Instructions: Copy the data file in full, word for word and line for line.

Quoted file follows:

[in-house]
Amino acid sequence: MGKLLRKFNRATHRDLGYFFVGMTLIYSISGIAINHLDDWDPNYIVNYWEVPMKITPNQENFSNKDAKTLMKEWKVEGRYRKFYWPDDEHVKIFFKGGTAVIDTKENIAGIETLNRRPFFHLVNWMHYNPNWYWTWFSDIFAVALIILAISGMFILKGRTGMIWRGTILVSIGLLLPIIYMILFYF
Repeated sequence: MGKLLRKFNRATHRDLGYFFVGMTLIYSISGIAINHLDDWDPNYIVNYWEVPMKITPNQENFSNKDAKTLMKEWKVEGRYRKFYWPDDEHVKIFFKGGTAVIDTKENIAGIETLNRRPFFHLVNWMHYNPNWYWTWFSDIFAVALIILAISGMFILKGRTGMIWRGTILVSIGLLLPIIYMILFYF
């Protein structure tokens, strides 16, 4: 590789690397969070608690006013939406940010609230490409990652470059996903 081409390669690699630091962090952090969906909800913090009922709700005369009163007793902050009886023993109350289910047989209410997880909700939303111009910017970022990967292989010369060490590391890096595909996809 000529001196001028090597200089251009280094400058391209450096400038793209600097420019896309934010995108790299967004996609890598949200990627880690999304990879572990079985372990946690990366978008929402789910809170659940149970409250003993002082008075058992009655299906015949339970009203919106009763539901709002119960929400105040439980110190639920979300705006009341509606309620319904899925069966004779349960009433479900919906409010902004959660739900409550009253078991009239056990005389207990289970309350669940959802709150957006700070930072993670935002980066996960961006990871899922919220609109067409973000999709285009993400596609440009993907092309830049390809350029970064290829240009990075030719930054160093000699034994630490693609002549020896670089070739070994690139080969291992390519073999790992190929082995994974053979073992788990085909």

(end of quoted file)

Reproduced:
[in-house]
Amino acid sequence: MGKLLRKFNRATHRDLGYFFVGMTLIYSISGIAINHLDDWDPNYIVNYWEVPMKITPNQENFSNKDAKTLMKEWKVEGRYRKFYWPDDEHVKIFFKGGTAVIDTKENIAGIETLNRRPFFHLVNWMHYNPNWYWTWFSDIFAVALIILAISGMFILKGRTGMIWRGTILVSIGLLLPIIYMILFYF
Repeated sequence: MGKLLRKFNRATHRDLGYFFVGMTLIYSISGIAINHLDDWDPNYIVNYWEVPMKITPNQENFSNKDAKTLMKEWKVEGRYRKFYWPDDEHVKIFFKGGTAVIDTKENIAGIETLNRRPFFHLVNWMHYNPNWYWTWFSDIFAVALIILAISGMFILKGRTGMIWRGTILVSIGLLLPIIYMILFYF
């Protein structure tokens, strides 16, 4: 590789690397969070608690006013939406940010609230490409990652470059996903 081409390669690699630091962090952090969906909800913090009922709700005369009163007793902050009886023993109350289910047989209410997880909700939303111009910017970022990967292989010369060490590391890096595909996809 000529001196001028090597200089251009280094400058391209450096400038793209600097420019896309934010995108790299967004996609890598949200990627880690999304990879572990079985372990946690990366978008929402789910809170659940149970409250003993002082008075058992009655299906015949339970009203919106009763539901709002119960929400105040439980110190639920979300705006009341509606309620319904899925069966004779349960009433479900919906409010902004959660739900409550009253078991009239056990005389207990289970309350669940959802709150957006700070930072993670935002980066996960961006990871899922919220609109067409973000999709285009993400596609440009993907092309830049390809350029970064290829240009990075030719930054160093000699034994630490693609002549020896670089070739070994690139080969291992390519073999790992190929082995994974053979073992788990085909």